Despite the fact that Apple’s first wearable, the Watch, is official and we’ve seen plenty of pictures of the device since its unveiling, there are still plenty of questions about the device swirling out there in the wild. A new hands-on report with the upcoming device has shed some light on a few of them.
The hands-on report was put together by Ariel Adams, and it was posted on A Blog to Watch. With the time spent with the wearable, which is not due out until sometime in early 2015, Adams was able to learn plenty of key details about the wearable, including how apps are managed, how the Watch itself will be handled, and other key details.
That includes the way that the Watch is managed from the phone. Adams says that apps are installed through a central application that’s installed on your iPhone, and then transferred to your Watch when you want them to be. Essentially, this means that you won’t have to deal with a tiny App Store on your wrist, but can better manage the content you’ll have there on your bigger-screened iPhone. If this sounds familiar, it’s because it’s the same way that iPods are handled when you connect them to a computer and run iTunes. Or, if you have a Pebble smartwatch, then you’re probably accustomed to this sort of design choice.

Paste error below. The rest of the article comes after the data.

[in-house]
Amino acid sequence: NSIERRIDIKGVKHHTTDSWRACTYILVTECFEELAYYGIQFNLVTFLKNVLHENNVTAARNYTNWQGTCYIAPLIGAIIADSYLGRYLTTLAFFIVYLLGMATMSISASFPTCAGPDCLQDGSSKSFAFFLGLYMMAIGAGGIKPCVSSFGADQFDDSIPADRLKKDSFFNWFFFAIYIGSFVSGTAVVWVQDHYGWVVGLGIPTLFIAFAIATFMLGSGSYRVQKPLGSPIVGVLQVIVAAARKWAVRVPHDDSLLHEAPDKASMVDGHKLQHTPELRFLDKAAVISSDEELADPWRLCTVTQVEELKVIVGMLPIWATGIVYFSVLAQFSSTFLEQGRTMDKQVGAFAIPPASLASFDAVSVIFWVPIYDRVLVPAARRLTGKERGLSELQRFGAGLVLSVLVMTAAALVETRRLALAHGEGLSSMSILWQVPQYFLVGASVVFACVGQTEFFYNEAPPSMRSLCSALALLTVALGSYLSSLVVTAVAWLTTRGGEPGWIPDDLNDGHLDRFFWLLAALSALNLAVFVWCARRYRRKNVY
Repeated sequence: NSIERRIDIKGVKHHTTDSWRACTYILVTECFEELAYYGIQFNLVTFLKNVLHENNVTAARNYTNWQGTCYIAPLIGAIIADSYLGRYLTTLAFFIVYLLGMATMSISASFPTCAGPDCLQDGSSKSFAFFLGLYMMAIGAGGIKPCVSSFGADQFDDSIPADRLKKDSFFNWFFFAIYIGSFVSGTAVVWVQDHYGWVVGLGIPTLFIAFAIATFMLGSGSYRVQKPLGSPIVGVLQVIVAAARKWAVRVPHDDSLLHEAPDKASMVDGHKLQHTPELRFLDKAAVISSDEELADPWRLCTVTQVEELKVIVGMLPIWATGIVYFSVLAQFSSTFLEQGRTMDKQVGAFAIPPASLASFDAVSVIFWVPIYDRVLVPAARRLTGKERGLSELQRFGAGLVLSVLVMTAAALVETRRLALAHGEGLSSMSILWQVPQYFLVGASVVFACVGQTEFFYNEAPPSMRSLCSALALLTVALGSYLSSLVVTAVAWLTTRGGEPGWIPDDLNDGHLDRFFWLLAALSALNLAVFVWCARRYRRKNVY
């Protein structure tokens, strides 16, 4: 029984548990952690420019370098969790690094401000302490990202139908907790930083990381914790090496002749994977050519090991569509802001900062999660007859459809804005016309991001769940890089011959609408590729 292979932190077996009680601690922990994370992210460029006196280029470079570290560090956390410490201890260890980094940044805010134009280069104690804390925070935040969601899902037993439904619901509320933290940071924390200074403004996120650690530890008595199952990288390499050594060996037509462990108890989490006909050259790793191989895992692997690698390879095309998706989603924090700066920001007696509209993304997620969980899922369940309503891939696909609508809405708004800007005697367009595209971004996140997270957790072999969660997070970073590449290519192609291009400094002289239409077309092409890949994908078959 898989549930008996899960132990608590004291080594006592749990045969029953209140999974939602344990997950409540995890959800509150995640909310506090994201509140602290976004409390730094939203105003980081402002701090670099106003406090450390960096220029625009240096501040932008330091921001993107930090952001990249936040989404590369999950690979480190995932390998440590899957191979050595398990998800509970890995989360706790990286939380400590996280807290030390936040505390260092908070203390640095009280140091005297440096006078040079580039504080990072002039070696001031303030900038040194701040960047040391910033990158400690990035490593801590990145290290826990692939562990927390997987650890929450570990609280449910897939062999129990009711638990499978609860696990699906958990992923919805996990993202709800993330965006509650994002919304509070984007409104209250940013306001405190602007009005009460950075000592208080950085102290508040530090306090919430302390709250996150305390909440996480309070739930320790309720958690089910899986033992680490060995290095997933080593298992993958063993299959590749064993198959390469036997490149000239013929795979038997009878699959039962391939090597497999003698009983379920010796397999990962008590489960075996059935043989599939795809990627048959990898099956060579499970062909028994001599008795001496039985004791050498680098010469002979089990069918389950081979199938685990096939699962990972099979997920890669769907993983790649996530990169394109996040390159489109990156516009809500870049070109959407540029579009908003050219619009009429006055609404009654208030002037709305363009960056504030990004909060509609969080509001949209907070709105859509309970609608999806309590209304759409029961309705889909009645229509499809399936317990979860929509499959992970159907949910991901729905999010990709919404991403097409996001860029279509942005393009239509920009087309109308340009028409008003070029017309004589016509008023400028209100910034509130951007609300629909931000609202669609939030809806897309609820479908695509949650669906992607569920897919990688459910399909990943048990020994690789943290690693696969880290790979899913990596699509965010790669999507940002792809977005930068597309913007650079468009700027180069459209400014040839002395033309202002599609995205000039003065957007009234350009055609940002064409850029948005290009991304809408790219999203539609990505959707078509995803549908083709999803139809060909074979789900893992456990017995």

“Apple Watch users will install an Apple Watch app on their iPhone, which will be used to download apps onto the watch as well as likely manage Apple Watch settings. A user’s iPhone is also used to help with computational demands. Apple cleverly pushes a lot of processor needs to the phone in order to preserve Apple Watch battery life.“
It isn’t clear if the Watch’s specific application will be available as a standalone app within the App Store, and released alongside the public availability of the Watch, or if it will simply be an app that’s available on an iPhone following a software update. On September 29 it was reported that Apple was already preparing iOS 8.1, 8.2 and 8.3 for future releases, and with iOS 8.1 reportedly tied to Apple Pay, it’s more than likely that one of the other updates is tied directly to the Watch’s release.
Another important factoid from the hands-on is processing, from the phone to the Watch. Apparently the iPhone will handle the heavier tasks, so that it can be off-loaded from the Watch and therefore not sacrifice battery life or performance. So, if you’re utilizing a health application, instead of the Watch taking in all of the data, analyzing it and then turning it around as a result screen for you to see, the iPhone will take care of all o the heavy-lifting, then simply show you the results on the Watch’s display. This should, theoretically, also aide in extending the Watch’s battery life, which is said to be just around one day at this point.
Apple had a one-day public event in France, tied to the Paris Fashion Week, where they showed off the Watch for the first time to the masses.
Considering the fact that the Apple Watch is scheduled to launch sometime in “early 2015,” Apple’s lack of details regarding their wearable isn’t surprising in the slightest. As we near the official launch, more details will come to light — and hopefully part of that will include longer-lasting battery life.
You can check out the full hands-on through the source link below.[via A Blog to Watch]